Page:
A novel cell division mechanism has been discovered in a microorganism that thrives in hot acid. The finding may also result in insights into key processes in human cells, and in a better understanding of the main evolutionary lineages of life on Earth. The study is published today in PNAS.
The research group at the Department of Molecular Evolution at Uppsala University has identified a completely new cell division machinery. The discovery was made in Sulfolobus acidocaldarius, a microorganism belonging to the third domain of life, the Archaea, which originally was isolated from a hot spring in Yellowstone national park in Wyoming, USA. Because of the extreme conditions, in which the cells grow optimally in acid at 80ºC, the organism is of interest for a wide range of issues.
"They represent exciting model systems in theories for how life once may have originated in hot environments on early Earth, as well as in the search for life in extreme environments on other planets," Professor Rolf Bernander explains. He is the scientist behind the study, together with colleagues Ann-Christin Lindås, Erik Karlsson, Maria Lindgren and Thijs Ettema.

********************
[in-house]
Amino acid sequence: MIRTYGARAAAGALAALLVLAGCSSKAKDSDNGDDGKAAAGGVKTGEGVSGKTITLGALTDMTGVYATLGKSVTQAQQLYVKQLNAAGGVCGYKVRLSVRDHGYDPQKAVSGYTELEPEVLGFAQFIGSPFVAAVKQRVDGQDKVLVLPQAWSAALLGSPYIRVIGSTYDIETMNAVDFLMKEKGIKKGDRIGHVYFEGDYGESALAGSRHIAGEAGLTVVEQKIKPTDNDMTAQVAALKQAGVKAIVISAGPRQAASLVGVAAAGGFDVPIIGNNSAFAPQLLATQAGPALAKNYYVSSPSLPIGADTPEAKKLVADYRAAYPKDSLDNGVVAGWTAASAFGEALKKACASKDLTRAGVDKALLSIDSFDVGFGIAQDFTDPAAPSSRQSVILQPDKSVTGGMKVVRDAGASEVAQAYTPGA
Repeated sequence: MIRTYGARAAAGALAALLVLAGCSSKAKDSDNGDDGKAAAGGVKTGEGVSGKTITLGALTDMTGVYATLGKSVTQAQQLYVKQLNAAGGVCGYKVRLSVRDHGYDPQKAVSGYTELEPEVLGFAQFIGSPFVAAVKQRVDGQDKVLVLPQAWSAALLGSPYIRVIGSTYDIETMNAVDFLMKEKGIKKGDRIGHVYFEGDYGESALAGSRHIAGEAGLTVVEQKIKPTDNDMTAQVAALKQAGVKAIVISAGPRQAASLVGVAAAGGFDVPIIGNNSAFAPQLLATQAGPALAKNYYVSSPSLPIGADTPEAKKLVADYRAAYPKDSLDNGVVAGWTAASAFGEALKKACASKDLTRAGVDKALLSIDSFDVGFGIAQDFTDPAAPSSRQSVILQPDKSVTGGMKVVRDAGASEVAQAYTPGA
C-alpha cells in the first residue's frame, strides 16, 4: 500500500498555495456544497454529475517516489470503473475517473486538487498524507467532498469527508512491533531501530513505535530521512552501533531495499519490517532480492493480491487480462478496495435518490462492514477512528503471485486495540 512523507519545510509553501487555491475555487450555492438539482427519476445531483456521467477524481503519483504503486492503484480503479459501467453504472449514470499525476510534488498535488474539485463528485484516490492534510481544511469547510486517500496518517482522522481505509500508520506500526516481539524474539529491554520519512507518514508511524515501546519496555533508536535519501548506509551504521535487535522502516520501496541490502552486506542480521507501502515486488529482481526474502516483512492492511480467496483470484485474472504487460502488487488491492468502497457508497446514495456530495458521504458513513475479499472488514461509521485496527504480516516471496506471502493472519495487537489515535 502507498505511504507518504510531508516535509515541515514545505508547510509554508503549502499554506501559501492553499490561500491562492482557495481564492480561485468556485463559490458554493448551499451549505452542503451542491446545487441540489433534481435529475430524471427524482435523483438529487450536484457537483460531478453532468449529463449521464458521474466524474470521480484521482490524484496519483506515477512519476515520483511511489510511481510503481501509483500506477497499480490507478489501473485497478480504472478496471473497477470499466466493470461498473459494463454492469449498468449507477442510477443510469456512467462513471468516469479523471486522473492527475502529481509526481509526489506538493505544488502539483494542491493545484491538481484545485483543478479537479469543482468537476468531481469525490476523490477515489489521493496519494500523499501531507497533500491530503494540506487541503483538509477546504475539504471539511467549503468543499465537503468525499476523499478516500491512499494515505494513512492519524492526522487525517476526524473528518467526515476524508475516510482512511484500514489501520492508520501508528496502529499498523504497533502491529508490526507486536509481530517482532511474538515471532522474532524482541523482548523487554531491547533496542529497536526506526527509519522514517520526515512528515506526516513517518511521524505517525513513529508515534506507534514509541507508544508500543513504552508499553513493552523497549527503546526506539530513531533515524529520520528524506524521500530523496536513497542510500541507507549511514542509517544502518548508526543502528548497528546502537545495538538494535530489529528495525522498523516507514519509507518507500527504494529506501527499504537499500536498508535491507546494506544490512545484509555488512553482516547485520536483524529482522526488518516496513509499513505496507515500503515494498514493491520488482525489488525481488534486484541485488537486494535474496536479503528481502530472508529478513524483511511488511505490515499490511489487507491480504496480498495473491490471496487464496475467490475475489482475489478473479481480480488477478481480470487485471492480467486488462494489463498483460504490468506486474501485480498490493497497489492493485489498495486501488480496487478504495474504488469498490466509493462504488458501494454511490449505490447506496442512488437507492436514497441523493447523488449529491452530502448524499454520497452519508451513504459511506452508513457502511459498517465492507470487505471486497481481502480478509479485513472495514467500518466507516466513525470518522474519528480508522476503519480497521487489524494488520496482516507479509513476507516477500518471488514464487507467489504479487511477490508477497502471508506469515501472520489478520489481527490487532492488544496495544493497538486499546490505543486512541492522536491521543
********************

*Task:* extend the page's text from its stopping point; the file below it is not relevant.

The researchers have identified three genes that are activated just prior to cell division. The protein products from these genes form a sharp band in the middle of the cell, between newly segregated chromosomes, and then gradually constrict the cell such that two new daughter cells are formed.
"This is the first time in decades that a novel cell division mechanism has been discovered, and the gene products display no similarity to previously known division proteins," Rolf Bernander says.
Two of the three proteins are instead related to eukaryotic so-called ESCRT- proteins, which play important roles in vesicle formation during intracellular transport processes, and which also have been implicated in virus budding, including HIV, from the cell surface. The results are, thus, important not only for an increased understanding of the cell biology of archaea and extremophiles, but also for key cellular processes in human and other higher organisms, and for issues related to the origin and evolutionary history of these processes.
Source: Uppsala University